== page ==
This So-Called Post-Post-Racial Life

November 30, 2009

Catch a Tiger By His Toe: Speaking Back to the Woods Affair

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Heard on this morning’s TJMS:

Tom Joyner: What’s the n-word in Swedish?

Sybil Wilkes: The same. It’s universal.

There seems to be a certain level of glee in the discussions about what might or might not have contributed to golfer Tiger Woods’ car accident near his home. Glee from all sorts of places, but right now I am interested in the glee coming from some quarters of Black folks.

I guess I should speak for myself in admitting that I have had an ambivalent relationship with Woods over the years. I am speaking for myself—but suspect others feel similarly.

I have rooted for him, and taken some level of satisfaction when he has achieved at the top of his field. I do not like golf one bit. Once when my father-in-law—an avid golfer since his childhood days—took me out to the course with him I got sunstroke and swore no golfing green would ever see my body again. Watching televised golf for me is only slightly more exciting than watching TV test color bars. But still I rooted for him and even watched SportsCenter highlight of his shots.

I have grieved for him. I sensed how close he and his father had been and knew what he must have been feeling when his first and biggest fan died. To me they made the cutest pair: the pride emanating from the elder man, Tiger with his baby face and broad grin by his side. I am not one to talk about folks “looking down from heaven” and being pleased (or displeased). I generally hope that if there is a heaven, there will be something more and better to do than keep tabs on the goings-on here on earth. But in Tiger’s case, I generally have hoped that his Dad was tuning in to tournaments and continuing to take pride in his boy’s accomplishments.

I have scratched my head at him. His characterizations of his racial identity have challenged me to walk my talk. I firmly believe that people should have the freedom to self-identify as they please, in such a way that feels authentic to them—the rest of us be damned. At the same time, I feel that choosing to self-identify as Black in a nation in which Black is degraded can be an important—and brave—political act. I believe that people should have the freedom to love who they want to love and who loves them back—the rest of us be damned. At the same time I am aware that some people in our society are deemed more “lovable” than others, and Black women are often holding the short end of the dating game desirability stick.

So against this context I took in the initial reports of Woods’ one-car collision. My first thought centered on the initial reports that his injuries were “serious.” I thought about how none of us really knows what is in store for us by dusk when we rise out of bed at dawn. How each moment is precious. How money and fame cannot protect us against the great equalizers.

Then the story seemed to stray off of the fairway into the rough. The developing story is starting to read like an action movie that starts out great, but then develops so many holes that you are no longer able to enjoy the plot or even the special effects. Your whole viewing experience dissolves into pointing out to your movie mates how implausible different aspects of the film are. This, actually, becomes the source of most of your enjoyment such that if these loose strings were somehow tied logically in the final act, you’d be disappointed. You cannot wait to review the film for all your friends and relations—telling them that they must see it for its non-intended laugh-value alone.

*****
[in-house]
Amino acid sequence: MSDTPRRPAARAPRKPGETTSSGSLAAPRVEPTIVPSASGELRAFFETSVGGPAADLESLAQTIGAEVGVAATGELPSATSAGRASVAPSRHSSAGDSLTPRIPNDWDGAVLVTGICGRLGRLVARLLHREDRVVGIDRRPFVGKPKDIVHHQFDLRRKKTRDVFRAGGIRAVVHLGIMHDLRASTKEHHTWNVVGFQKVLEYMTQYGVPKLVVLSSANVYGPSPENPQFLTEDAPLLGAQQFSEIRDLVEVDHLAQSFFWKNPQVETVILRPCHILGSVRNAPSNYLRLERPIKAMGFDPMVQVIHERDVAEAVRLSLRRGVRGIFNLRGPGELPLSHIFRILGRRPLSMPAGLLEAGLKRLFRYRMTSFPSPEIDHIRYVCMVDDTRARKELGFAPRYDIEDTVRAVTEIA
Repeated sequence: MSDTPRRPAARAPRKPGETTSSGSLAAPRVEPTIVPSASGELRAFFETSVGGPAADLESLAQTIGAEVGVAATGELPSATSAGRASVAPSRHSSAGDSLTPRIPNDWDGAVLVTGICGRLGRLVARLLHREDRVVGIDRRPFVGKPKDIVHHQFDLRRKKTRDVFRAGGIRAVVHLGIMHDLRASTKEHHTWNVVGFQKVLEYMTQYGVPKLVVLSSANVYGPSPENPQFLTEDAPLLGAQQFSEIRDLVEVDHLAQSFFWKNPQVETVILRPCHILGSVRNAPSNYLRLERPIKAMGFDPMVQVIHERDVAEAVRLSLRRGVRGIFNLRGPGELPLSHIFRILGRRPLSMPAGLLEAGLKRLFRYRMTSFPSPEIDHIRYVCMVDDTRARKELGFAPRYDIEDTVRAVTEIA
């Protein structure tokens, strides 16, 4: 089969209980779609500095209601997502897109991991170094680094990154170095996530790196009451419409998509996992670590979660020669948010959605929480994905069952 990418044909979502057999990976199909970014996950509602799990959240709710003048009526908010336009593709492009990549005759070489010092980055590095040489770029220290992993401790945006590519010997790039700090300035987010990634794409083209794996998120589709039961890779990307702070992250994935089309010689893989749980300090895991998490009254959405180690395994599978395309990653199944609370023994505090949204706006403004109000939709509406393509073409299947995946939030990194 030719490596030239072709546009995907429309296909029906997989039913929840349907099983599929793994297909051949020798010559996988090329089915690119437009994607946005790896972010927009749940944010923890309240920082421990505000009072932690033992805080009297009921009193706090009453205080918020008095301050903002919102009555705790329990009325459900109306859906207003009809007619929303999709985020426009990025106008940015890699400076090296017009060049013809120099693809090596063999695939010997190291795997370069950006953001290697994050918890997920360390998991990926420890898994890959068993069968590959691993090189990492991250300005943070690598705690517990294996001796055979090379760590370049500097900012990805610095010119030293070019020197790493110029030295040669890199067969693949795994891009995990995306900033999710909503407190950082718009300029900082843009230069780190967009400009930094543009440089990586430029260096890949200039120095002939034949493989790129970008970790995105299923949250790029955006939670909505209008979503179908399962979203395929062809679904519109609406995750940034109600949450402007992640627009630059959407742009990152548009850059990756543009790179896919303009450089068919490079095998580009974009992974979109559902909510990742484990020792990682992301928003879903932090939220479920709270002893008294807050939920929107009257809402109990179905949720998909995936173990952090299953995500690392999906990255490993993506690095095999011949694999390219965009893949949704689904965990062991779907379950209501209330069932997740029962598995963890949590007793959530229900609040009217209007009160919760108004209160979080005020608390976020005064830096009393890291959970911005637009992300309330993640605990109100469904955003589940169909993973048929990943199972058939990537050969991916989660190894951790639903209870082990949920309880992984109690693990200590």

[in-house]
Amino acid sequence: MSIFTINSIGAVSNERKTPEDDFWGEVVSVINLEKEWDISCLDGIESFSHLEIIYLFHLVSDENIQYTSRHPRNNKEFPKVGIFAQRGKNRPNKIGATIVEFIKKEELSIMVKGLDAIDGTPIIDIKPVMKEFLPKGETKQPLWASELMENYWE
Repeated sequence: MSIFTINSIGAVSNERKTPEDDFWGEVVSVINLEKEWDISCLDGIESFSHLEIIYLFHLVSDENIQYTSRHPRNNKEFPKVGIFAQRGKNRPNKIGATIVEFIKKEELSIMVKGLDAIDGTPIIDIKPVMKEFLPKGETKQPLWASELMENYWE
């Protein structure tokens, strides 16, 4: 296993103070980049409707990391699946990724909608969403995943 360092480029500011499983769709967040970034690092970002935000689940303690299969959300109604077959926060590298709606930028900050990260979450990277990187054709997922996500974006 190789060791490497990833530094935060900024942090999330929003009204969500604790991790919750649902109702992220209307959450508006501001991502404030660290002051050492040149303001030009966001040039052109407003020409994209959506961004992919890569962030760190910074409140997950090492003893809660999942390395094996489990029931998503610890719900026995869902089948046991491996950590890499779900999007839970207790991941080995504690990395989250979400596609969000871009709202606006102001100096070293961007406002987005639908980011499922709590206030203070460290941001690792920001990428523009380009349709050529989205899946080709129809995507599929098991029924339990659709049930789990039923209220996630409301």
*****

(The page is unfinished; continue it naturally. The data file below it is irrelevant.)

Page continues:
So the story of Tiger’s accident has developed. I’m not so much worried that he has suffered great injuries—and certainly I am no longer worried that he is on death’s door—as I am interested in the story he has given to the police (apparently) and to the public as well as the public’s reaction to that story. Which brings me back to the glee I am detecting in the reactions.

Again, I’ll speak to myself. (Though I think I could ask these same questions of others.)

I ask myself: do I feel vindicated to see that Woods is being exposed, perhaps, as a regular male human being with normal failings? Am I happy that White women may, after these rumors, no longer be perceived by some Black men as the higher value, lower drama alternative to Black women? Am I relieved that whatever happened in that driveway resulted in Tiger wearing cuts and scratched instead of his wife? Am I tickled and entertained at the implausible (though, I must say, still possibly true) details Woods is sharing with us? Am I titillated by the proactive “lawyering up” of the other woman identified in the gossip around this case? Do I secretly wish that through this experience that Woods may realize that no matter how loved and accepted he may be by mainstream media and White fans, he can still be knocked down to size (and race)?

Am I hoping I am the first to think of the following board-game-inspired punchline to some joke about the affair: Mrs. Woods, in the driveway, with a nine iron?

Am I “wrong” for any or all of these reactions?

On the other hand, do I fear that the familiar apologies for domestic violence—e.g., most of the time it’s the woman who starts it—will be given fuel? Am I sad that whatever the case may be, two little children will have to suffer the upset to their family life and privacy? Am I wary that Blacks harboring unresolved ambivalence toward Woods will be singing the same chorus as Whites harboring unresolved bigotry toward him? Will I be tricked, as I have been in the past, by letting my attention drift to this new, shiny thing instead of focusing on more important national and global matters?

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